From: "Janet O'Dell" <janet'>
Date: Mon, 29 Jun 2009 08:14:05 +1000
X-Message-Number: 9

I resisted the temptation to buy 'vaginan' ham at my local supermarket.
I do occasionally buy Virginian ham. ;-)
Janet O'Dell
Melbourne Australia
where it is cool and damp


Subject: RE: calico oil cloth?
From: "Janet O'Dell" <janet'>
Date: Mon, 29 Jun 2009 08:33:34 +1000
X-Message-Number: 10

The cloth used may be similar to this:
or (from Wikipedia):
Oilskin can mean:
A type of fabric: canvas with a skin of oil applied to it as waterproofing,
often linseed oil. Old types of oilskin included:-
Sailcloth waterproofed with a thin layer of tar.
Heavy cotton cloth waterproofed with linseed oil.

The renowned Australian/New Zealand 'Drizabone' coats and outdoor items made
from japara are still a popular item:
While fabrics today may be treated with synthetic waterproofing, linseed oil
was traditionally used. I am not sure why it would be used in a quilt!

I do have a little 'useful' bag made from oiled japara that I use for keys,
phone, etc. when walking.

Janet O'Dell
Melbourne Australia


Subject: Re: calico oil cloth?
From: Joan Kiplinger <jkip'>

If I remember correctly, Sears was offering oiled cloth in red its 1920
catalog for sewing..


Subject: RE: typos
From: "Candace Perry" <candace'>
Date: Mon, 29 Jun 2009 09:51:20 -0400
X-Message-Number: 1

I will never ever forget a memo written by a previous employee to the
executive director at one of my previous museums:
"The cloths were s*itting on the floor for moths and moths."

I kid thee not.
Candace Perry

Subject: Compelling true story of a woman hanged in 1768 (quilt-related)
From: Patricia Cummings <quiltersmuse'>
Date: Mon, 29 Jun 2009 08:23:39 -0400
X-Message-Number: 2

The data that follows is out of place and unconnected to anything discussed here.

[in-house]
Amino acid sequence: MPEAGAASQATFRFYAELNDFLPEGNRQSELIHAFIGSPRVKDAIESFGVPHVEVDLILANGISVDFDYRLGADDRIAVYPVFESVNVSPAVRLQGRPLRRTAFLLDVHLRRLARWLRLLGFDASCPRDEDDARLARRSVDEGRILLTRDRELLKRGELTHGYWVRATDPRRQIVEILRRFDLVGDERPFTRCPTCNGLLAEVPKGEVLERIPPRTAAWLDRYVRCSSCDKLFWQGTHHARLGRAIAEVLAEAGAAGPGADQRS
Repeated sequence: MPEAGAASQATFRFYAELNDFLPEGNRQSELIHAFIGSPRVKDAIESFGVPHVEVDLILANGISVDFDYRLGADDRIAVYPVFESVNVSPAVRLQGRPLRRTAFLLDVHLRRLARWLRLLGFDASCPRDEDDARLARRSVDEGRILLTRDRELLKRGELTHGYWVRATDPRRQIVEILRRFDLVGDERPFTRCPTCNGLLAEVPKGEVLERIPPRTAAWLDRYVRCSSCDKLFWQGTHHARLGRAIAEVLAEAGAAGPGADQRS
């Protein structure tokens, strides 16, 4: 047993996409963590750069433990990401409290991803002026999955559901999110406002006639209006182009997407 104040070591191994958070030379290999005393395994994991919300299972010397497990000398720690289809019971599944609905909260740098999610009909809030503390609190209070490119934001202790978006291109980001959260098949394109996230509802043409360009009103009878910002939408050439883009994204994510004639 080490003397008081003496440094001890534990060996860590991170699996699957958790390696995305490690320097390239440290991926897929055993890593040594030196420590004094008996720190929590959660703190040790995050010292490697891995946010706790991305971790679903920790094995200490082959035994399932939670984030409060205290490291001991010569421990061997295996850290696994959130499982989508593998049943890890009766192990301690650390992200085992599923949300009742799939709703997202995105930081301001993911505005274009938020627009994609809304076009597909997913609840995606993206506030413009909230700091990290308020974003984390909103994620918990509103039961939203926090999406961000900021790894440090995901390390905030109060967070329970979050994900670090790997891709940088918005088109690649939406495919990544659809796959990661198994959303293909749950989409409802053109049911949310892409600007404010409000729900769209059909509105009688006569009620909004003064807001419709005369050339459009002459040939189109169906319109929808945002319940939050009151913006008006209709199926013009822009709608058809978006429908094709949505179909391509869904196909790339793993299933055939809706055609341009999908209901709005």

Content-Type: text/plain; charset'ISO-8859-1
Content-Transfer-Encoding: 7bit

I have just posted a story on my blog about a woman who was accused of
killing her baby in 1768 and was hung until dead. I believe that many of you
will be interested in learning more. Fascinating historical account!

Patricia Lynne Grace Cummings


Subject: DC Textile Museum Amish Quilts Exhibit
From: Debby Kratovil <kratovil'>
Date: Mon, 29 Jun 2009 10:27:43 -0400
X-Message-Number: 3

Hi. I visited the Washington, DC Textile Museum on Saturday and was
totally taken with the 29 beautiful quilts from the International
Quilt Study Center. These are Amish quilts ("Constructed Color: Amish
Quilts") and the exhibit is on display until September 6. I was so
inspired I came home and made a half-size version of one of them from
my substantial batch of hand dyes. It is magnificent, using colors I
wouldn't normally put together.

anyway, if you're anywhere near the museum, you absolutely MUST go see
this. I drove 50 miles (and I don't like to drive in that city!) and
it was worth it. A wonderful museum - and the exhibit is free ($5
suggested donation).

BTW - noted quilt historian Julie Silber will be at the Museum August
15 for a workshop evaluating quilts that participants bring. And
Saturday August 1, Patricia Crews will give a lecture about Amish
quiltmakers. Just thought that if your travels take you through the DC
Metro area, this museum is a gem you don't want to miss.


Debby (with a "y" and not "ie" Kratovil
Quilting Programs & Workshops


Subject: RE: typos
From: Sally Ward <sallytatters'>
Date: Mon, 29 Jun 2009 15:31:04 +0100
X-Message-Number: 4

Just recently my newspaper described a newly resigned politician
as looking as if 'a great weight had been lifted from his soldiers'.

Sally Ward


Subject: calico oil cloth?
From: "Steve & Jean Loken" <bravo'>
Date: Mon, 29 Jun 2009 10:19:29 -0500
X-Message-Number: 5

Deb, You write that the quilt was made in VI. Is that the Virgin Islands? Or
a mistaken abbr. for Vermont? I guess the former, since you speak of "evil
spirits" which doesn't sound like a VT thing to me. I guess I never thought
about a quilting tradition in VI. What does anyone know of quilting in VI?
Jean Loken, MN


Subject: misspells
From: Laura Fisher <laurafisherquilts'>

Thanks for all the humorous notes about misspellings in print. I see them a'
ll the time in my own emails that I rush out; despite re-reading before sen'
ding, I am appalled at the huge mis-typings that slip by my aging eyes.
The'A0one of most concern to me is this --when sometimes I type laurafisher'
quilts, it comes out laurafisherquits! Think that's Freudian?, or just the '